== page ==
Pan Simmered Pacific Black Cod

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Have you ever tried pacific black cod (also known as sable fish)? It’s a delicate, fatty fish, sustainably fished, filled with good Omega-3s, and absolutely delicious. The Whole Foods in my neighborhood has been carrying it with regularity. Here is a beautifully simple way to prepare it, taught to me by my friend and avid fisherman Hank Shaw.

The fillets are simmered in a Japanese-style broth of sake, soy sauce, rice vinegar, oil, and ginger. While the fillets are cooking, you spoon the simmering sauce over the top of the fillets so that the top gets infused with the sauce as well. The fillets are then topped with toasted sesame seeds and thinly sliced green onions.

Hank brines his fillets first, to firm up the flesh before cooking. I could go either way with this. If you have time, brine the fish (instructions are in the notes to the recipe), if not, just be more careful with handling the cooked fish, as it is rather delicate.

If you have a favorite way of preparing Pacific black cod, please let us know about it in the comments!

Pacific Black Cod

Pan Simmered Pacific Black Cod Recipe

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  • Prep time: 10 minutes
  • Cook time: 15 minutes
  • Yield: Serves 3-4.

Pacific black cod (sablefish) have long pin bones along the sides of their fillets that are difficult to remove before the fish has been cooked. Once the fillets have been cooked, however, they are easily removed with tweezers or needle-nosed pliers.

Pacific black cod falls apart easily. If you want your result to be more firmly textured, brine the fillets in a salt brine of 1/4 cup of salt to 1 quart of water plus 2 cups of crushed ice for 20 minutes.

Sea bass fillets also work with this recipe. Sea bass fillets are thicker though, so you would want to simmer them on both sides for several minutes until cooked through.

Ingredients

  • 1 to 1 1/2 pounds skinless black cod fillets
  • 1/4 cup sake
  • 1/4 cup rice vinegar
  • 1/4 cup canola, rice bran or other neutral oil
  • 2 Tbsp soy sauce
  • 1 Tbsp minced fresh ginger
  • Dark sesame oil, for garnish
  • 3 green onions, thinly sliced on the diagonal, for garnish
  • 1 Tbsp toasted sesame seeds, for garnish

Method

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1 In a large sauté pan, mix the sake, rice vinegar, canola oil, soy sauce and ginger. Bring to a simmer on medium to medium high heat.

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2 Lay each fillet in the pan. Use a spoon to baste the tops of each fillet until you see the flakes of the fish separate a little, which should take about 30 seconds to 1 minute per fillet. Let the fish simmer for 3-6 minutes, depending on how thick they are. Estimate 3 minutes for a 1/4 inch-thick fillet, up to 6 minutes for an inch-thick fillet.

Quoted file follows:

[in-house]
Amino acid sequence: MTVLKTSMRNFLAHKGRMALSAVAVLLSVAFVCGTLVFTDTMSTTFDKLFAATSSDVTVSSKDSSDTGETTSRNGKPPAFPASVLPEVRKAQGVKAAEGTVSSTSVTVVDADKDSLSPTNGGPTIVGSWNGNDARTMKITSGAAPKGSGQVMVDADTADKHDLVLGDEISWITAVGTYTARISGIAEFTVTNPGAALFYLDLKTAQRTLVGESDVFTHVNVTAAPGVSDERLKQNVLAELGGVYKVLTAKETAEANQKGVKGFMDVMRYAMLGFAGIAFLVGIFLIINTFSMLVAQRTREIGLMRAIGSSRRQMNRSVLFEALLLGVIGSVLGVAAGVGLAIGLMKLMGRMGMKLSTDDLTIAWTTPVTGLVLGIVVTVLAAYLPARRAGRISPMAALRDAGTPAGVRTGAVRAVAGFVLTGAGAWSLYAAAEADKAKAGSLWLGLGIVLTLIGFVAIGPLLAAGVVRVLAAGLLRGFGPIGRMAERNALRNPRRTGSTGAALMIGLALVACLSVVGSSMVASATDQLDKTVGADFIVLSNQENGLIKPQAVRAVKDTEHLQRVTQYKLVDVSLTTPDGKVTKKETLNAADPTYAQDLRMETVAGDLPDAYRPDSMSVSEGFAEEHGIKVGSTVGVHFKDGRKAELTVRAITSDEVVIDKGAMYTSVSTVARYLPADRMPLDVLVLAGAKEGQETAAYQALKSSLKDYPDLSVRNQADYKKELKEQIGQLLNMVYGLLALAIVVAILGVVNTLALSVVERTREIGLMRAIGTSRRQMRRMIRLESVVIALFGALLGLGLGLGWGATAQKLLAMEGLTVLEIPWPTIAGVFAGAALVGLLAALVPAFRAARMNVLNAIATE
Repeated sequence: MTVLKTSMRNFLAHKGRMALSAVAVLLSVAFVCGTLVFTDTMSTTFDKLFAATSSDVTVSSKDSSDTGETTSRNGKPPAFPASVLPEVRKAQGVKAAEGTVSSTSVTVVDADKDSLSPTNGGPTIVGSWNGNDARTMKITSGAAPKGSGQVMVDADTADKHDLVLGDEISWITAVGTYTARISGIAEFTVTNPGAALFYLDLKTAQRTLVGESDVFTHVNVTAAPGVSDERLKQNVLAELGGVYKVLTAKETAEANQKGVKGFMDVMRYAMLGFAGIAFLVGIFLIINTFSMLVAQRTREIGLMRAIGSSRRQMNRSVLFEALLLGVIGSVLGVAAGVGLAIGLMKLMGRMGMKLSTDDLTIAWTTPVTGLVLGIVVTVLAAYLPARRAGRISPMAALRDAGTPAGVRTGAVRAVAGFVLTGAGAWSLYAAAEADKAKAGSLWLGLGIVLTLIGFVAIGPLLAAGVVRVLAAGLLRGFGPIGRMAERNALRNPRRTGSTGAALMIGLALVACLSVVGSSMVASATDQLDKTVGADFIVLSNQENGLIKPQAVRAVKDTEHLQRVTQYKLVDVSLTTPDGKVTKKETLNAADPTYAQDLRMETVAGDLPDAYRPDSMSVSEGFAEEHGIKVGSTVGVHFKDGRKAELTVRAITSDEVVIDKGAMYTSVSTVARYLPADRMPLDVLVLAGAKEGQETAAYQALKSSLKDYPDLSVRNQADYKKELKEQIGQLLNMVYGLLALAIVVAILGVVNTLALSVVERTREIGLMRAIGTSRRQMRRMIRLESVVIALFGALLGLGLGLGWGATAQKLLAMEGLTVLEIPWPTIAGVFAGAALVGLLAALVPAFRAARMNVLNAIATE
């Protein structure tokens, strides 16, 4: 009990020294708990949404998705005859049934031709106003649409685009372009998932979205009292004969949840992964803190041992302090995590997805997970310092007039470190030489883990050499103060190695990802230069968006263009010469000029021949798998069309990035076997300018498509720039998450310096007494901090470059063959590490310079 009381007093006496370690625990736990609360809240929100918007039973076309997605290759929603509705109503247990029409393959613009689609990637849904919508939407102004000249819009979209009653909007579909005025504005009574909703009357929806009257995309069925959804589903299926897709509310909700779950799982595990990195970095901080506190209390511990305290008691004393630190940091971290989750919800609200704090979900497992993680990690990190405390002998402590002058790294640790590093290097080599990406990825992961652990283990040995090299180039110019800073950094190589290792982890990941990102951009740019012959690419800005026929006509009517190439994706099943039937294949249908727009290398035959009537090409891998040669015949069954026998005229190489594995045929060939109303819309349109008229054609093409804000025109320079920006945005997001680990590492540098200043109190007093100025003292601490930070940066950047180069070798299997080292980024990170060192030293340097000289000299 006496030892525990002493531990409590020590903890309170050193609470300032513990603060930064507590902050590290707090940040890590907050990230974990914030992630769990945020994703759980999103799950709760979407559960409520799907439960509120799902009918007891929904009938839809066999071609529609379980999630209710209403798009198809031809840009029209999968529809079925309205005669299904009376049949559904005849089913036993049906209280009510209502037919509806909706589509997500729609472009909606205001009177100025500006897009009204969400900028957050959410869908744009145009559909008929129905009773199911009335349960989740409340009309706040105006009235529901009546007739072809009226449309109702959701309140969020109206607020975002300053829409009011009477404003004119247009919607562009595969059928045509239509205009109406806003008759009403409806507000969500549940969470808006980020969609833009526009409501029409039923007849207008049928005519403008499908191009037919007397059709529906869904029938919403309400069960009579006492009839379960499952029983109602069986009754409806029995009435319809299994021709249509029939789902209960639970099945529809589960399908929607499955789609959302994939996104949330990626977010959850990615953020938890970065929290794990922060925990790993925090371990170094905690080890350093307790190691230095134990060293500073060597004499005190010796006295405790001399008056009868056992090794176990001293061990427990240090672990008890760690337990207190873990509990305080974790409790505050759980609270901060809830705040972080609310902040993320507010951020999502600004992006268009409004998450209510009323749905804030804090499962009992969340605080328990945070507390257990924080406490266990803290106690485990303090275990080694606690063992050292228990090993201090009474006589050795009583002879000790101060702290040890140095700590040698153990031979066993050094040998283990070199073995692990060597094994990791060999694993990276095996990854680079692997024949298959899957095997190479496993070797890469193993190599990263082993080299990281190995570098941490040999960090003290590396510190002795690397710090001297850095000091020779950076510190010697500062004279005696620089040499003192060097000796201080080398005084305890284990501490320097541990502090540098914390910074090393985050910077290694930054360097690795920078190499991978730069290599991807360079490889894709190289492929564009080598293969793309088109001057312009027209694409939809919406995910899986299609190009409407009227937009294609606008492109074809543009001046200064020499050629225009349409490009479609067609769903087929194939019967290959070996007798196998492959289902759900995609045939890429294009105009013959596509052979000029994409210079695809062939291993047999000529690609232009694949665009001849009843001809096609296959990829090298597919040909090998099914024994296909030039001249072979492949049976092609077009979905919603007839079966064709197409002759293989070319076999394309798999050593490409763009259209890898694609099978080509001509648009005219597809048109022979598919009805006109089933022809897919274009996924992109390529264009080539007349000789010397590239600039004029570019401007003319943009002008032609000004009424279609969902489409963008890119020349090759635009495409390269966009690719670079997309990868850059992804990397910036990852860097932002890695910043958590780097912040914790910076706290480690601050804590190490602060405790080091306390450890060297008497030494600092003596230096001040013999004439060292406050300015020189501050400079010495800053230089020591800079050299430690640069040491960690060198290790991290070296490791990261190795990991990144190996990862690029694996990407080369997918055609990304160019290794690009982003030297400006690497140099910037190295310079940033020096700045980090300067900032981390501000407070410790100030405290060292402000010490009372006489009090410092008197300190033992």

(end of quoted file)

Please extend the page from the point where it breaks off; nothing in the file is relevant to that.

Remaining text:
3 Gently move the fish to individual plates. If you want, use (clean) needle-nosed pliers or tweezers to remove the pin bones in the fillets.

4 Increase the heat on the sauce and boil vigorously for 1 minute, stirring constantly to reduce the sauce. Spoon a tablespoon or more of the sauce over each fillet and discard the rest. Drizzle a little bit of sesame oil over each fillet, then garnish with the green onions and toasted sesame seeds.

Serve immediately.

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Links:

Nobu's Miso Marinated Black Cod, from The Kitchn

Black Cod with Summer Vegetables, from Use Real Butter

Black Cod with A Salad of Beets, Carrots and Radishes, from Cannelle at Vanille

Pan Simmered Black Cod on Simply Recipes

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Showing 4 of 30 Comments

  • Pamela

    I love sable fish. It I a flakey , buttery , doesn’t smell, look or taste like fish. I get mine from Alaska shipped in & they have 0 bones.
    It is a little like sea bass in texture. It takes very little effort to fix.
    Salt pepper & lemon pepper if desired. I pat mine dry & rub olive oil on it with a soft paper towel. No need to put grease in a skillet.
    Just spray PAM in your pan & cook with a medium temp for 2-4 minutes. When looking flakey carefully turn it over with a spatula .
    Cook other side the same way. Frying or baking is not for this fish!
    Enjoy & hope you like it better!

  • Jen

    Thank you very much for this! I love this recipe and use it all the time for black cod but also for salmon and halibut. I always brine if I’m using black cod or salmon since it firms up the cod and gets rid of the albumin for salmon.

  • MaryAlecia

    Another preparation for sablefish, aka black cod, that we really like comes from the book Hot, Sour, Salty, Sweet. I found one place that has the recipe on-line, but if you’re interested in simply SE Asian food, this is a great book to add to your collection. It uses 1 pound of fish and a 1/2 pound of fresh ginger. I know that sounds like a lot of ginger, but it’s really, really good and so satisfying. However, since we don’t have any ginger… i’m making your recipe tonight, Elise!

  • Kathy Walton

    Made this tonight with sea bass, about 1″ thick, so cooked about 4 minutes on each side. Then removed the fish from the pan, turned up the heat, and tossed 10oz baby spinach in and tossed it around in the sauce as it wilted. Didn’t let it cook down all the way, just made sure it was warm. Served the fish on a bed of wilted spinach and poured what was left of the sauce on top.

    Beautiful. Just tasty and beautiful.

  • Keena

    Love black cod and had a great piece recently at a gourmet restaurant in Mendocino. But there were a ton of pin bones in it.
    Shouldn’t the chef have removed them prior to serving? Other than that I absolutely loved the taste and texture of the fish.
    Planning on trying your recipe AND removing bones prior to serving!

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